In our bodies, cells are connected by a system of "gates" through which they send each other nutrients and molecules, like rooms in a house connected by doorways. These intercellular gates, called gap junctions, are what inspired Melosh six years ago, when he was trying to determine a non-destructive way of delivering substances, like DNA or medicines, inside cells. The new NEX sampling system is the reverse, observing what's happening within rather than delivering something new.
"It's a super exciting time for nanotechnology," Melosh said. "We're really getting to a scale where what we can make controllably is the same size as biological systems."
Perfecting the nanostraw sampling system
Building the NEX sampling system took years to perfect. Not only did Melosh and his team need to ensure cell sampling with this method was possible, they needed to see that the samples were actually a reliable measure of the cell content, and that samples, when taken over time, remained consistent.
When the team compared their cell samples from the NEX with cell samples taken by breaking the cells open, they found that 90 percent of the samples were congruous. Melosh's team also found that when they sampled from a group of cells day after day, certain molecules that should be present at constant levels remained the same, indicating that their sampling accurately reflected the cell's interior.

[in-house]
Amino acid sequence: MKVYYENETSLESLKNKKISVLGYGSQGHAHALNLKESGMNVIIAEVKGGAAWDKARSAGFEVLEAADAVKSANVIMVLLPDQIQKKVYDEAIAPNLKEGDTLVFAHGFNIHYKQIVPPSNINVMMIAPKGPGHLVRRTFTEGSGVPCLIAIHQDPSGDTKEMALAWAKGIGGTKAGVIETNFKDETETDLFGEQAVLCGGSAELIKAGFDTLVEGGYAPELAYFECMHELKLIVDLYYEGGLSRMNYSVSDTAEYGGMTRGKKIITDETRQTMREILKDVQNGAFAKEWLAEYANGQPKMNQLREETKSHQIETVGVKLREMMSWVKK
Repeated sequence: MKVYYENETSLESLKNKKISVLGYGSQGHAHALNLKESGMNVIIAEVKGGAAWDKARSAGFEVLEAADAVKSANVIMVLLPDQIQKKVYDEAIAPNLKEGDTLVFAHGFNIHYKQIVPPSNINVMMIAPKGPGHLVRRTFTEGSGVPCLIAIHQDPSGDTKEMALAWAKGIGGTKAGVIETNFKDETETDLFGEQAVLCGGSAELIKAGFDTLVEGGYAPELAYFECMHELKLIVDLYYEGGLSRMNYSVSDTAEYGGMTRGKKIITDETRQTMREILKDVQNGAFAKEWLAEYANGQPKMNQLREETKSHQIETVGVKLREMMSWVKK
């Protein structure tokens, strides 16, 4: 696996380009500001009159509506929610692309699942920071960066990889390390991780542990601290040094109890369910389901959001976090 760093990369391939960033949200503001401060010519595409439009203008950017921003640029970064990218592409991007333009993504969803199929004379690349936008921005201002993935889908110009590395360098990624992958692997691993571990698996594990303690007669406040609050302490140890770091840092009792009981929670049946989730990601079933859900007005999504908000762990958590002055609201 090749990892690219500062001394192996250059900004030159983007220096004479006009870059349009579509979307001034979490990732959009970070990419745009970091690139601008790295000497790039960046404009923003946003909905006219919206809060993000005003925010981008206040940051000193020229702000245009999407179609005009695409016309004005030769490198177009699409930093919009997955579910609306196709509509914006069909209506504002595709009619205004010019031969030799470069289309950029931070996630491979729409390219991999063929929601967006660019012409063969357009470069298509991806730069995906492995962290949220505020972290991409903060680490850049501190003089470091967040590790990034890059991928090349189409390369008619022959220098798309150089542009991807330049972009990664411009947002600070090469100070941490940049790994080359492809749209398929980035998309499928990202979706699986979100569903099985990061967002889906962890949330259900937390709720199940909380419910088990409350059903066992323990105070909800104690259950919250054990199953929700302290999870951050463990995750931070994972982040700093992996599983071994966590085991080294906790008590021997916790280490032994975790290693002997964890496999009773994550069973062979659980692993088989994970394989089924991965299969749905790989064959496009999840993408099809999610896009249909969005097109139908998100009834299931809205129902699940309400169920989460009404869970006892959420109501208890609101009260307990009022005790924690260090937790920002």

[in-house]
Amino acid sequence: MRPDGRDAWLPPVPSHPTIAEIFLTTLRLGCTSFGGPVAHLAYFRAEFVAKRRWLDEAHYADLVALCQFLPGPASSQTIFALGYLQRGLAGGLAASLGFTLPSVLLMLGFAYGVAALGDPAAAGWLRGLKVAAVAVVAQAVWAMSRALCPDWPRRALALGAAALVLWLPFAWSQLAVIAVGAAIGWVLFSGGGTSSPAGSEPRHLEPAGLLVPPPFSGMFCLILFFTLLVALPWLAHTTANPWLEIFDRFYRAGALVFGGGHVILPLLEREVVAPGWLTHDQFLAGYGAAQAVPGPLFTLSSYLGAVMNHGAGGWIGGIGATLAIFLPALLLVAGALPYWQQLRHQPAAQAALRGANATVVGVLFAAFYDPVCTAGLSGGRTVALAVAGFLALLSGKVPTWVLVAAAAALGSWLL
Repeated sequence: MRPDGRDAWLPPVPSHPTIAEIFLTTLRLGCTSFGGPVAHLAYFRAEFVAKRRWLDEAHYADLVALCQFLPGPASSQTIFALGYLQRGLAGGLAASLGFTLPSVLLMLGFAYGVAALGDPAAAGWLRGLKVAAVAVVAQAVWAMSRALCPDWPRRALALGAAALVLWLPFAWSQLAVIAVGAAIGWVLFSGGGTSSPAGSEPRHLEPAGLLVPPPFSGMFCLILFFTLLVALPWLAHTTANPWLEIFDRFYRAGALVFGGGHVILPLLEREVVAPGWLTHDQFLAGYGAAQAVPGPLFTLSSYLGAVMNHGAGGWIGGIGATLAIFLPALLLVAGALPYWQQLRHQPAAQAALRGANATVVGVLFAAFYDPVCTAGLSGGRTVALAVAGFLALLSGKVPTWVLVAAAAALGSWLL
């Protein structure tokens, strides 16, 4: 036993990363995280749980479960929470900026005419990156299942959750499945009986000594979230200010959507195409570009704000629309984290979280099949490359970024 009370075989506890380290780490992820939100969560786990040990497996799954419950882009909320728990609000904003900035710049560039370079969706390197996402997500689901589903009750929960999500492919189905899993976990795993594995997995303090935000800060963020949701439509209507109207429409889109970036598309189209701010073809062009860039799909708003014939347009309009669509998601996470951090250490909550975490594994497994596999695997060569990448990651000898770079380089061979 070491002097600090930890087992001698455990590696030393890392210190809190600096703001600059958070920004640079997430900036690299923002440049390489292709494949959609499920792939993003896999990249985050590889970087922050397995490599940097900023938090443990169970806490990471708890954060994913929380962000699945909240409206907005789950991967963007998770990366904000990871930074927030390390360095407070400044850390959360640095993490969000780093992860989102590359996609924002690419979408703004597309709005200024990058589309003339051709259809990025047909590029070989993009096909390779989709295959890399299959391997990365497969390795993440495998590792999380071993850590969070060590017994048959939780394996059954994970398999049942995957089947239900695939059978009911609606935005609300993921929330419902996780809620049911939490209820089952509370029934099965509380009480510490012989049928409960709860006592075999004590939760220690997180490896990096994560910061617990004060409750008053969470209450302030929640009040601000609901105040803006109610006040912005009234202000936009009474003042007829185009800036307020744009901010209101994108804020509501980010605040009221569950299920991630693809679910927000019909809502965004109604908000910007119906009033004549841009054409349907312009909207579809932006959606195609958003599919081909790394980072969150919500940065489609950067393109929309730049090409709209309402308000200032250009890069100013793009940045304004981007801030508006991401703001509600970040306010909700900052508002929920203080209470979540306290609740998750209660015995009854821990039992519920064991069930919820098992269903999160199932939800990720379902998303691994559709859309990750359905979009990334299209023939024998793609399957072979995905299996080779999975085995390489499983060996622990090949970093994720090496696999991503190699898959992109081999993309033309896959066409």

With help from collaborators Sergiu P. Pasca, assistant professor of psychiatry and behavioral sciences, and Joseph Wu, professor of radiology, Melosh and co-workers tested the NEX sampling method not only with generic cell lines, but also with human heart tissue and brain cells grown from stem cells. In each case, the nanostraw sampling reflected the same cellular contents as lysing the cells.
The goal of developing this technology, according to Melosh, was to make an impact in medical biology by providing a platform that any lab could build. Only a few labs across the globe, so far, are employing nanostraws in cellular research, but Melosh expects that number to grow dramatically.
"We want as many people to use this technology as possible," he said. "We're trying to help advance science and technology to benefit mankind."
Melosh is also a professor in the photon science directorate at SLAC National Accelerator Laboratory, a member of Stanford Bio-X, the Child Health Research Institute, the Stanford Neurosciences Institute, Stanford ChEM-H and the Precourt Institute for Energy. Wu is also the Simon H. Stertzer, MD, Professor; he is director of the Stanford Cardiovascular Institute and a member of Stanford Bio-X, the Child Health Research Institute, Stanford ChEM-H and the Stanford Cancer Institute. Pasca is also a member of Stanford Bio-X, the Child Health Research Institute, the Stanford Neurosciences Institute and Stanford ChEM-H.
The work was funded by the National Institute of Standards and Technology, the Knut and Alice Wallenberg Foundation, the National Institutes of Health, Stanford Bio-X, the Progenitor Cell Biology Consortium, the National Institute of Mental Health, an MQ Fellow award, the Donald E. and Delia B. Baxter Foundation and the Child Health Research Institute.